Common Milkweed, Asclepius syriaca, is an extremely useful plant to know. Besides being edible and used for its medicinal properties it has a slew of other uses such as making cordage, bowstrings, fishing line, and thread. The dry down in the seedpods can be used for insulation and it makes a great tinder bundle for starting a fire. As for its edibility you can eat the young shoots and flowers but you’ll have to prepare them first to get rid of their bitter and toxic properties. Medicinally, it has been used to induce urination, start menstrual flow, cause vomiting, kills parasitic worms and acts like a laxative.
Keep your eyes and ears open and your powder dry.
Common Milkweed Sources:
Audubon Guides Box Set – Birds, Tree, Wildflowers & Mammals. Computer Software. Green Mountain Digital. Version: 2.3. Web. Jul 10, 2014.
Brill, Steve. Wild Edibles Plus. Computer Software. WinterRoot LLC. Version 1.5. 2012. Web. Feb. 15, 2014.
Felter, Harvey Wickes, M.D., and John Uri Lloyd, Phr. M., Ph. D. King’s American Dispensatory, Vol. 1. Cincinnati: The Ohio Valley Company, 1905. pg. 291-292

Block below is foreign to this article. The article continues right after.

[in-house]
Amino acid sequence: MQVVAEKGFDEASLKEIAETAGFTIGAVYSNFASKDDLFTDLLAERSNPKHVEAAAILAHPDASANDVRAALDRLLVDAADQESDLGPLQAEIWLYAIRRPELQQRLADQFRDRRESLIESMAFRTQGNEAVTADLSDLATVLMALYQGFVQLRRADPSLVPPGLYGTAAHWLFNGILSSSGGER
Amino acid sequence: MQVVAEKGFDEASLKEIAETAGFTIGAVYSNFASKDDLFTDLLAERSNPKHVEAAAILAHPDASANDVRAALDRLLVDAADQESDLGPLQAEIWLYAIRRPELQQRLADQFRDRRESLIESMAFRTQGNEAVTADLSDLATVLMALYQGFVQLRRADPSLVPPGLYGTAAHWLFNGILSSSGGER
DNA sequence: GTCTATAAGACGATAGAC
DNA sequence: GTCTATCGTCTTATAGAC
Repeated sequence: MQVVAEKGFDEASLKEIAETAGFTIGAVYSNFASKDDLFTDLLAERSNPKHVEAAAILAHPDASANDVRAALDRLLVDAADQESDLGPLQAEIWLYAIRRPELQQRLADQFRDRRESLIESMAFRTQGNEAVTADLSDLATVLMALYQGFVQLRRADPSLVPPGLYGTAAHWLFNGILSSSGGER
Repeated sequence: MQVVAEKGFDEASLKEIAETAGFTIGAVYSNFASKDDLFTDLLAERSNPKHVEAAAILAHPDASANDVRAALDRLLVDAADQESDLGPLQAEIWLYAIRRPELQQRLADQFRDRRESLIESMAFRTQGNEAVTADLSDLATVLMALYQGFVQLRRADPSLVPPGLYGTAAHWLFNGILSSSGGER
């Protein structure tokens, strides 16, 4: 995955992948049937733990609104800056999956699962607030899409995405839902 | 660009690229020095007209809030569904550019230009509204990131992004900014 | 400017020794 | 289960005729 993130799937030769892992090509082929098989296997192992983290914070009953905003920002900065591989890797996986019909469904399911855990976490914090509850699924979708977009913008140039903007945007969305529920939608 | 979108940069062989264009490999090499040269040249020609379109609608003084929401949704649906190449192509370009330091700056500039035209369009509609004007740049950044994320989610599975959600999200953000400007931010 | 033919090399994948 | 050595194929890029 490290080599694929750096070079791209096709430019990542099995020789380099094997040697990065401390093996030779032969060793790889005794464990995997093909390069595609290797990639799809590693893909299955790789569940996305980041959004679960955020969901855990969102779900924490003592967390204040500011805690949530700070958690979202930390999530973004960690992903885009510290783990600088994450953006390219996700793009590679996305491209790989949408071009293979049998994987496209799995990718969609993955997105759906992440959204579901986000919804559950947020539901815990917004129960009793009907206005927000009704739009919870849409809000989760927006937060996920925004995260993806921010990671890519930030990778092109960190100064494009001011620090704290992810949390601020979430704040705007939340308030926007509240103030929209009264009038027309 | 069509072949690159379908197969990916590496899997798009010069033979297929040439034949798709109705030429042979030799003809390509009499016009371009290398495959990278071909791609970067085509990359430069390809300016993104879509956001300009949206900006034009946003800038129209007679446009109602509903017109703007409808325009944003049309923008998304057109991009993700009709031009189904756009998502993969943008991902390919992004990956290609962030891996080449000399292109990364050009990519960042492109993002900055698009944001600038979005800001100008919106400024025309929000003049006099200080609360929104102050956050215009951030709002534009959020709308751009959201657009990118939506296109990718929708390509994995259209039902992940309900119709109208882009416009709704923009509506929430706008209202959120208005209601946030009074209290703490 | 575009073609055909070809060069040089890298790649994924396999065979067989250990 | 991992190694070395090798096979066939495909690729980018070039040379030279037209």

Foster, Steven and James A. Duke. The Peterson Field Guide Series; A Field Guide to Medicinal Plants and Herbs of Eastern and Central North America. 2nd. ed. Boston: Houghton Mifflin Company, 2000. Print. pg. 175
Hamel, Paul B. and Mary U. Chiltoskey. Cherokee Plants and Their Uses- A 400 Year History. North Carolina: Herald Publishing. 1975. Print. pg. 44
Herrick, James William. Iroquois Medical Botany. Ph.D. Thesis, New York: State University of New York, Albany 1977. Print. pg. 199-200
Moerman Daniel E., Native American Ethnobotany, Portland: Timber Press. 1998. Print. pg. 108-109
Newcomb, Lawrence. Newcomb’s Wildflower Guide. Boston: Little, Brown and Company, 1977. Print. pg. 264-265
Peterson, Lee Allen. The Peterson Field Guide Series; A Field Guide to Edible Wild Plants; Eastern and Central North America. Boston: Houghton Mifflin Company, 1977. Print. pg. 112-113
United States Department of Agriculture. Natural Resources Conservation Services. Web.
Wescott, David. Primitive Technology; A Book of Earth Skills, Salt Lake City: Gibbs Smith Publisher, 1999. pg. 35